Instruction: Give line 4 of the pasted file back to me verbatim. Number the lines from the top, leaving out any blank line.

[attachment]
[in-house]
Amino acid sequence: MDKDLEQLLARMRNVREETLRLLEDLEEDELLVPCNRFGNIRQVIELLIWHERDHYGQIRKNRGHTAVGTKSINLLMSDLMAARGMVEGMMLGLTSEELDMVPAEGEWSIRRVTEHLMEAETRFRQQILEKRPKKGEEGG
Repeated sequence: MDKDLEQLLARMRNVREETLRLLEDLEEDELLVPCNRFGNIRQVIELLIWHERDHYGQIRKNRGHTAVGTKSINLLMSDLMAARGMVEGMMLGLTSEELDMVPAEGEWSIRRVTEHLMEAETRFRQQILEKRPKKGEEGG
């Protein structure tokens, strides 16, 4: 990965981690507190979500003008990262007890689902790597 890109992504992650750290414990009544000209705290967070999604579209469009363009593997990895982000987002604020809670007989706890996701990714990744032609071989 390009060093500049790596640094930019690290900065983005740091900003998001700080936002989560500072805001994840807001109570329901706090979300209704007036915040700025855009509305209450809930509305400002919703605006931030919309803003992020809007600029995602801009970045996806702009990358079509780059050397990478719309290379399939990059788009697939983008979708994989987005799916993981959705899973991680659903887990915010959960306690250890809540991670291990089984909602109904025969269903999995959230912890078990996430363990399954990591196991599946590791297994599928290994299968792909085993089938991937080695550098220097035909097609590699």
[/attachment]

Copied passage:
């Protein structure tokens, strides 16, 4: 990965981690507190979500003008990262007890689902790597 890109992504992650750290414990009544000209705290967070999604579209469009363009593997990895982000987002604020809670007989706890996701990714990744032609071989 390009060093500049790596640094930019690290900065983005740091900003998001700080936002989560500072805001994840807001109570329901706090979300209704007036915040700025855009509305209450809930509305400002919703605006931030919309803003992020809007600029995602801009970045996806702009990358079509780059050397990478719309290379399939990059788009697939983008979708994989987005799916993981959705899973991680659903887990915010959960306690250890809540991670291990089984909602109904025969269903999995959230912890078990996430363990399954990591196991599946590791297994599928290994299968792909085993089938991937080695550098220097035909097609590699």